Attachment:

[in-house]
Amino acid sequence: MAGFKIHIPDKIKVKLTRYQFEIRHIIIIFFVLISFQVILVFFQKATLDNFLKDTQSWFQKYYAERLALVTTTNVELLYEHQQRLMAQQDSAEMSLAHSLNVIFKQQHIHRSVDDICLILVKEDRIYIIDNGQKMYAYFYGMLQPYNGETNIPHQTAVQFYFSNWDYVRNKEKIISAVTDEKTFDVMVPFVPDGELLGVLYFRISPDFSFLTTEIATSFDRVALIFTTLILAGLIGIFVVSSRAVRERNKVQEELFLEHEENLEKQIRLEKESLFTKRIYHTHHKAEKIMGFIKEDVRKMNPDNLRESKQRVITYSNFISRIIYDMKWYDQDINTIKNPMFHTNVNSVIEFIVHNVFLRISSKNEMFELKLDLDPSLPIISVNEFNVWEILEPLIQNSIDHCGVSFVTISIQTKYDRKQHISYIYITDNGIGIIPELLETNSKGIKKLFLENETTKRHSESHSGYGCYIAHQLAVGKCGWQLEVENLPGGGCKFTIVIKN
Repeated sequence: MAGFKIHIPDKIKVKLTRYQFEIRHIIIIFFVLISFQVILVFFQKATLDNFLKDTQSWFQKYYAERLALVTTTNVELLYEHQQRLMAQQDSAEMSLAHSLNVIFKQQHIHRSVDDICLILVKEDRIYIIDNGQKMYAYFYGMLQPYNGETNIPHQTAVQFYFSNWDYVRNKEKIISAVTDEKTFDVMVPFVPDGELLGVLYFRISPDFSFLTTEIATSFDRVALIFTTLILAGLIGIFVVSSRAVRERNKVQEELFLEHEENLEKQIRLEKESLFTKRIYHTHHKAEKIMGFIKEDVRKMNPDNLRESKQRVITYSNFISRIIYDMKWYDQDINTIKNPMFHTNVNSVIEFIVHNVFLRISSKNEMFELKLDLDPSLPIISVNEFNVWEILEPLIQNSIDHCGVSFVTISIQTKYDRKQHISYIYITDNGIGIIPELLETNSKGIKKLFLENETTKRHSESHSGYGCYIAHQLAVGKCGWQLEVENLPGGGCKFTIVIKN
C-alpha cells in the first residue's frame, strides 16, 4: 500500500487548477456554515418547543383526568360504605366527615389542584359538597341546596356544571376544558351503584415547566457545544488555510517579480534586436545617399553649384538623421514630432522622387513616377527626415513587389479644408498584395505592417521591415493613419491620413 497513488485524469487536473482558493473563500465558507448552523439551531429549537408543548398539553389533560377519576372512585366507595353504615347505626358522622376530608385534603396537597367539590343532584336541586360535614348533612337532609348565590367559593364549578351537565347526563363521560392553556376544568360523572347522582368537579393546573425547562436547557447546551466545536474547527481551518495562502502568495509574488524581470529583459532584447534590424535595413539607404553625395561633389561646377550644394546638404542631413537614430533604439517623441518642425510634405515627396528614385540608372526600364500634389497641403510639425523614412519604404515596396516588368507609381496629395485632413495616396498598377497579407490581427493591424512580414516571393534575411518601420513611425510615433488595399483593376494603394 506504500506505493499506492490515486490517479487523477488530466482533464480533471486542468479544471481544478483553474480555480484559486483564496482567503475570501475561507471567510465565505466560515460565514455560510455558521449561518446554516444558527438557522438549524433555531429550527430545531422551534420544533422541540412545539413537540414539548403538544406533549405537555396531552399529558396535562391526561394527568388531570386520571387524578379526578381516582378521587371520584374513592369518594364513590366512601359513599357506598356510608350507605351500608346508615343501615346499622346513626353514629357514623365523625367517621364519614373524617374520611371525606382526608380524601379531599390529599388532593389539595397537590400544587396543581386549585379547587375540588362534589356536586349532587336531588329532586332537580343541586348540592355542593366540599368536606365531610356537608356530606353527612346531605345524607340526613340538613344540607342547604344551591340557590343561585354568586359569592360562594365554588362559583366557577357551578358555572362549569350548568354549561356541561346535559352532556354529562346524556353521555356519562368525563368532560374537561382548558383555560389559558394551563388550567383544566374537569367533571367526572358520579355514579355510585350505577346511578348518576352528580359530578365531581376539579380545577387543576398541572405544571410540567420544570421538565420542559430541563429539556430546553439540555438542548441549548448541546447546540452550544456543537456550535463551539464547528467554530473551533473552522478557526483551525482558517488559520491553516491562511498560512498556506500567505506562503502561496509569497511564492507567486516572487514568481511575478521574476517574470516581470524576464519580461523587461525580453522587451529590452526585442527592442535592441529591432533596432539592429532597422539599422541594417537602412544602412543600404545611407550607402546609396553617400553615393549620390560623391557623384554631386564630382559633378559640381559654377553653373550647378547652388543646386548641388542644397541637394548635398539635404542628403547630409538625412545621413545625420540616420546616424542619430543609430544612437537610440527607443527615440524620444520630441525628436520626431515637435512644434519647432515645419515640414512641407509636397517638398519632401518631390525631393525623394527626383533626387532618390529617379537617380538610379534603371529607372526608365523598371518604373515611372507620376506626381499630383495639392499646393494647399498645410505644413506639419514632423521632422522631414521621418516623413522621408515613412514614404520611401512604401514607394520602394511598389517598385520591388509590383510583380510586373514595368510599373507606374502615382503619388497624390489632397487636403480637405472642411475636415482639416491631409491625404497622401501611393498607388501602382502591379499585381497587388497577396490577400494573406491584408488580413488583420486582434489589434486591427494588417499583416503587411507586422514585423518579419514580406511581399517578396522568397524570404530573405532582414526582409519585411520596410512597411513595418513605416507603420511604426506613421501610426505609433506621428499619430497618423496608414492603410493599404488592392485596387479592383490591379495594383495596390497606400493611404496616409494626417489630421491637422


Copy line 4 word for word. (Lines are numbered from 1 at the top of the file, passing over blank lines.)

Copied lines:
C-alpha cells in the first residue's frame, strides 16, 4: 500500500487548477456554515418547543383526568360504605366527615389542584359538597341546596356544571376544558351503584415547566457545544488555510517579480534586436545617399553649384538623421514630432522622387513616377527626415513587389479644408498584395505592417521591415493613419491620413 497513488485524469487536473482558493473563500465558507448552523439551531429549537408543548398539553389533560377519576372512585366507595353504615347505626358522622376530608385534603396537597367539590343532584336541586360535614348533612337532609348565590367559593364549578351537565347526563363521560392553556376544568360523572347522582368537579393546573425547562436547557447546551466545536474547527481551518495562502502568495509574488524581470529583459532584447534590424535595413539607404553625395561633389561646377550644394546638404542631413537614430533604439517623441518642425510634405515627396528614385540608372526600364500634389497641403510639425523614412519604404515596396516588368507609381496629395485632413495616396498598377497579407490581427493591424512580414516571393534575411518601420513611425510615433488595399483593376494603394 506504500506505493499506492490515486490517479487523477488530466482533464480533471486542468479544471481544478483553474480555480484559486483564496482567503475570501475561507471567510465565505466560515460565514455560510455558521449561518446554516444558527438557522438549524433555531429550527430545531422551534420544533422541540412545539413537540414539548403538544406533549405537555396531552399529558396535562391526561394527568388531570386520571387524578379526578381516582378521587371520584374513592369518594364513590366512601359513599357506598356510608350507605351500608346508615343501615346499622346513626353514629357514623365523625367517621364519614373524617374520611371525606382526608380524601379531599390529599388532593389539595397537590400544587396543581386549585379547587375540588362534589356536586349532587336531588329532586332537580343541586348540592355542593366540599368536606365531610356537608356530606353527612346531605345524607340526613340538613344540607342547604344551591340557590343561585354568586359569592360562594365554588362559583366557577357551578358555572362549569350548568354549561356541561346535559352532556354529562346524556353521555356519562368525563368532560374537561382548558383555560389559558394551563388550567383544566374537569367533571367526572358520579355514579355510585350505577346511578348518576352528580359530578365531581376539579380545577387543576398541572405544571410540567420544570421538565420542559430541563429539556430546553439540555438542548441549548448541546447546540452550544456543537456550535463551539464547528467554530473551533473552522478557526483551525482558517488559520491553516491562511498560512498556506500567505506562503502561496509569497511564492507567486516572487514568481511575478521574476517574470516581470524576464519580461523587461525580453522587451529590452526585442527592442535592441529591432533596432539592429532597422539599422541594417537602412544602412543600404545611407550607402546609396553617400553615393549620390560623391557623384554631386564630382559633378559640381559654377553653373550647378547652388543646386548641388542644397541637394548635398539635404542628403547630409538625412545621413545625420540616420546616424542619430543609430544612437537610440527607443527615440524620444520630441525628436520626431515637435512644434519647432515645419515640414512641407509636397517638398519632401518631390525631393525623394527626383533626387532618390529617379537617380538610379534603371529607372526608365523598371518604373515611372507620376506626381499630383495639392499646393494647399498645410505644413506639419514632423521632422522631414521621418516623413522621408515613412514614404520611401512604401514607394520602394511598389517598385520591388509590383510583380510586373514595368510599373507606374502615382503619388497624390489632397487636403480637405472642411475636415482639416491631409491625404497622401501611393498607388501602382502591379499585381497587388497577396490577400494573406491584408488580413488583420486582434489589434486591427494588417499583416503587411507586422514585423518579419514580406511581399517578396522568397524570404530573405532582414526582409519585411520596410512597411513595418513605416507603420511604426506613421501610426505609433506621428499619430497618423496608414492603410493599404488592392485596387479592383490591379495594383495596390497606400493611404496616409494626417489630421491637422